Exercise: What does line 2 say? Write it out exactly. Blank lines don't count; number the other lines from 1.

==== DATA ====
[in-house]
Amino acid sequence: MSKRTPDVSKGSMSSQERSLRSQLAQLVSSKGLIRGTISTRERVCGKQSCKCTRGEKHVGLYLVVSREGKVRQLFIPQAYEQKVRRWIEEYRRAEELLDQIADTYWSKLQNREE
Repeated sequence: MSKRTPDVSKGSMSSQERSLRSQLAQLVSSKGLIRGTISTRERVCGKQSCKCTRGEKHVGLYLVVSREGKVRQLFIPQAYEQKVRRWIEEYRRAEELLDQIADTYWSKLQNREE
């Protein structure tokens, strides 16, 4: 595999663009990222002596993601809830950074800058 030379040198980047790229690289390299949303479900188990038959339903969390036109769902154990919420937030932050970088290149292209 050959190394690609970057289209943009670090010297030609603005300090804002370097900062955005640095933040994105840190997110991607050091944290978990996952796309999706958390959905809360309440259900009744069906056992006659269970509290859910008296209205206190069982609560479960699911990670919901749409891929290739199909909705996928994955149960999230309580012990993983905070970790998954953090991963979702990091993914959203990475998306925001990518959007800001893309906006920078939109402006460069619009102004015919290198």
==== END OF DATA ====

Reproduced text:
Amino acid sequence: MSKRTPDVSKGSMSSQERSLRSQLAQLVSSKGLIRGTISTRERVCGKQSCKCTRGEKHVGLYLVVSREGKVRQLFIPQAYEQKVRRWIEEYRRAEELLDQIADTYWSKLQNREE